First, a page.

Forbes interview: “How to Make Innovation Less Risky”
Originally appeared on Forbes: http://www.forbes.com/sites/dorieclark/2012/12/09/how-to-make-innovation-less-risky/
Corporations are clamoring for breakthrough innovation – but in this economic climate, who can afford multimillion-dollar wagers that might not pan out? Enter Peter Sims, co-author of the bestseller True North: Discover Your Authentic Leadership, with Bill George. “Companies have the wrong mindset,” he says. “They don’t experiment well, they bet big, and that’s often a sign they’re going to fail. We’re living in an age where every person needs to be much more creative and entrepreneurial. You have to be able to really get out there and be scrappy, create value, and the way to do it is through entrepreneurship.”
Instead of launching expensive new initiatives, Sims says, companies (and individuals) should make “Little Bets,” the title of his newest book. The goal is to test demand – and then iterate, quickly and cheaply. Sims became a believer in the “little bets” approach during his previous career as a venture capitalist: “Whenever I talked or worked with entrepreneurs who had built billion dollar companies, I learned more from them than anybody I studied with in business school,” he says.
Upon connecting with Stanford’s renowned Institute of Design (also known as the d.school), where he ultimately became a lecturer, Sims discovered that “design was really the method of experimentation, iteration – acting like an anthropologist. It was similar to the way entrepreneurs I had worked with functioned. And I thought, why haven’t I learned to think this way all through my education? I wanted to empower other people to open up creatively the way I had. It was learning by doing, rather than trying to analyze and plan, and that’s a distinctly different mindset than anything else I’d been taught before.”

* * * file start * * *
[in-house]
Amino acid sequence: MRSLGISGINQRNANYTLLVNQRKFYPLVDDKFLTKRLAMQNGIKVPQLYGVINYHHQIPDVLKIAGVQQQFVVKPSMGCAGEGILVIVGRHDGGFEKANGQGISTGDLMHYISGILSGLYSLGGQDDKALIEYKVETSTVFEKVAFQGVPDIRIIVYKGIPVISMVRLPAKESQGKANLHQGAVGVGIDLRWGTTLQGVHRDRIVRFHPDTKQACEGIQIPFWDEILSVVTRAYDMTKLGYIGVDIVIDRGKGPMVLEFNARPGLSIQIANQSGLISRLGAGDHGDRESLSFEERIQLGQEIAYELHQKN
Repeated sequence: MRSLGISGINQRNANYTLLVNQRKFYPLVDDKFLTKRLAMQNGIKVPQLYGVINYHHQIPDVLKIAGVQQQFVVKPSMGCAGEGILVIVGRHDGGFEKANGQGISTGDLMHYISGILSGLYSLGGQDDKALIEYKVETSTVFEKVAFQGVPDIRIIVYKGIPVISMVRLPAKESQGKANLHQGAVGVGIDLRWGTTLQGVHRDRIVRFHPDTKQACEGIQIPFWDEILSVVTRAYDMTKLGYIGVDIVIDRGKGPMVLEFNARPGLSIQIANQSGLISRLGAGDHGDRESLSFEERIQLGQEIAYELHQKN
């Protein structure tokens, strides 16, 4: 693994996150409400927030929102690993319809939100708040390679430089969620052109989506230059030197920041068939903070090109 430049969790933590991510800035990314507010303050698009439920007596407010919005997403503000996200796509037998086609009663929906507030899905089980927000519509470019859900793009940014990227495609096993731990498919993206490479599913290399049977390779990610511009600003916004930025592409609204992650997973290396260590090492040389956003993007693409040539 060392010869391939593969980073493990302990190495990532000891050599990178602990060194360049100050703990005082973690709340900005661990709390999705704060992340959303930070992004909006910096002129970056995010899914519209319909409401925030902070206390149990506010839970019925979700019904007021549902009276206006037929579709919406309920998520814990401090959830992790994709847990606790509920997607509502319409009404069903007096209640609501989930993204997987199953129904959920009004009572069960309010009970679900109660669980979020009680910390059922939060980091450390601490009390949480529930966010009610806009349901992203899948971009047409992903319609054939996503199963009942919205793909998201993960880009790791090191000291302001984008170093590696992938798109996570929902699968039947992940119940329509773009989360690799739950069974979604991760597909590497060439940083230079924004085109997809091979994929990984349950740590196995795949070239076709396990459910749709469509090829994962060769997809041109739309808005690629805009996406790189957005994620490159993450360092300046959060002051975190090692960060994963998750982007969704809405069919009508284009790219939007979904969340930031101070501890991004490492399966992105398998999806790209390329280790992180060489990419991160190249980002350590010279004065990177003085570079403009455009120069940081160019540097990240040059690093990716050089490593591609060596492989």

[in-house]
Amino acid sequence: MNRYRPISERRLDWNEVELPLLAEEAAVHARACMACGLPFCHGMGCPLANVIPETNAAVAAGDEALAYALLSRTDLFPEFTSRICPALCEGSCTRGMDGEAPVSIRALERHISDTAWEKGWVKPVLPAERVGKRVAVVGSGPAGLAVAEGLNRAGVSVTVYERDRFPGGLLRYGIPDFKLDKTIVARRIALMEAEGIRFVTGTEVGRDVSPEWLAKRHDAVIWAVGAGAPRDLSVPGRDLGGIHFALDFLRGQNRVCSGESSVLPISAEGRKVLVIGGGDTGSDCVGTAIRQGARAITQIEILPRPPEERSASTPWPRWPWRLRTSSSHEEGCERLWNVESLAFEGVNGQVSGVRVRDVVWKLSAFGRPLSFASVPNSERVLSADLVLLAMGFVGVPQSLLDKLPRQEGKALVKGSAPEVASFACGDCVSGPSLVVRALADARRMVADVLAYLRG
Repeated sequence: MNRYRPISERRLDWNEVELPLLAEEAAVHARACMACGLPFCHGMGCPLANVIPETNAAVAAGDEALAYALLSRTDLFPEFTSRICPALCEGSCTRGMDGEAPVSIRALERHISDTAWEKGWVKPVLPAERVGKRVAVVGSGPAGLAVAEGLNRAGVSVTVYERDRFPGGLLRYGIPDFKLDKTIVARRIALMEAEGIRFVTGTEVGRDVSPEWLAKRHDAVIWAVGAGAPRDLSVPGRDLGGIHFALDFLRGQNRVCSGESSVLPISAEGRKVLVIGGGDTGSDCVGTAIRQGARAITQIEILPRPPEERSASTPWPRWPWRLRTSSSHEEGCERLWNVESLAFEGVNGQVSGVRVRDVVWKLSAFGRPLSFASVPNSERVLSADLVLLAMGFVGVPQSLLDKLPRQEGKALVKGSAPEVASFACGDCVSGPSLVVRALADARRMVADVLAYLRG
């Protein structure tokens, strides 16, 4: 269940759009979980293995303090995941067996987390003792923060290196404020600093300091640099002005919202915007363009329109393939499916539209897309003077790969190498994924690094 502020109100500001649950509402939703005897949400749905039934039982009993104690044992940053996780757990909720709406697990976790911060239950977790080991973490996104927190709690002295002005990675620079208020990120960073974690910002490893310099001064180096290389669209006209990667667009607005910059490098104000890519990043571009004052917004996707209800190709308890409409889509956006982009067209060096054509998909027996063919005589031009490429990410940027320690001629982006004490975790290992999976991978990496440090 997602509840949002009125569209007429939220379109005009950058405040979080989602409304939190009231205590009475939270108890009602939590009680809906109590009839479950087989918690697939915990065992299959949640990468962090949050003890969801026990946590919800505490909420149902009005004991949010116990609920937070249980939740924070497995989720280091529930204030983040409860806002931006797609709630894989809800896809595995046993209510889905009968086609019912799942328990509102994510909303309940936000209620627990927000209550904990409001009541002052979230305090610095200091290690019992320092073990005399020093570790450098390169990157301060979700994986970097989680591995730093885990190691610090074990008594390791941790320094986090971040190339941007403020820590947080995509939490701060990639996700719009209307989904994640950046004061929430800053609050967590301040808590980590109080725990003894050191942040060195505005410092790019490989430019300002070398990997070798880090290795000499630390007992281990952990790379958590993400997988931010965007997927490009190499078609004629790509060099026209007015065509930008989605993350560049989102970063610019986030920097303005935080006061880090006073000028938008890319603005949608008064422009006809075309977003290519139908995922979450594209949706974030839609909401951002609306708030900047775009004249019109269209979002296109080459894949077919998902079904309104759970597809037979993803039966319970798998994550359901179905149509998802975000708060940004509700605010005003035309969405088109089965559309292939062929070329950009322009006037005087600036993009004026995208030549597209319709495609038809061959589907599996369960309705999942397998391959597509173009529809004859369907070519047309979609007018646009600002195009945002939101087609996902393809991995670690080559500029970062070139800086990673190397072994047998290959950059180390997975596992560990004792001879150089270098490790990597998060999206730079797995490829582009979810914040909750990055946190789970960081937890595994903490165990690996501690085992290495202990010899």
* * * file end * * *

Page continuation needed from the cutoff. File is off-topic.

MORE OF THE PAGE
Corporations’ time in the sun has passed, says Sims – unless they evolve into a new form that embraces entrepreneurial tendencies (a view also shared by Nilofer Merchant in my recent interview with her). “The modern industrial corporation is really well suited to executing on known problems, but it’s poorly suited to executing on discovery, experimentation, and entrepreneurship,” he says.
“We’re going to see a huge devolution of the industrial power structures,” says Sims. “The industrial corporation is facing enormous pressure because it’s not creating nearly enough value. The alternatives are much more collaborative, network-based organizations, more partnerships, and a more entrepreneurial mindset.”
In addition to placing little bets, Sims believes another path forward is through a mashup of “entrepreneurship, social change, and art” (which he’s pursuing with two new projects, the social venture Fuse Corps and the for-profit B corporation the BLKSHP (think “black sheep”). The shift to a new way of doing business, says Sims, is a return to our entrepreneurial heritage: “It’s a healthy cleanse for capitalism.”
What little bets has your company made? And how are you tracking and learning from them?
Dorie Clark is CEO of Clark Strategic Communications and the author of the forthcoming Reinventing You: Define Your Brand, Imagine Your Future (Harvard Business Review Press, 2013). She is a strategy consultant who has worked with clients including Google, Yale University, and the Ford Foundation. Listen to her podcasts or follow her on Twitter.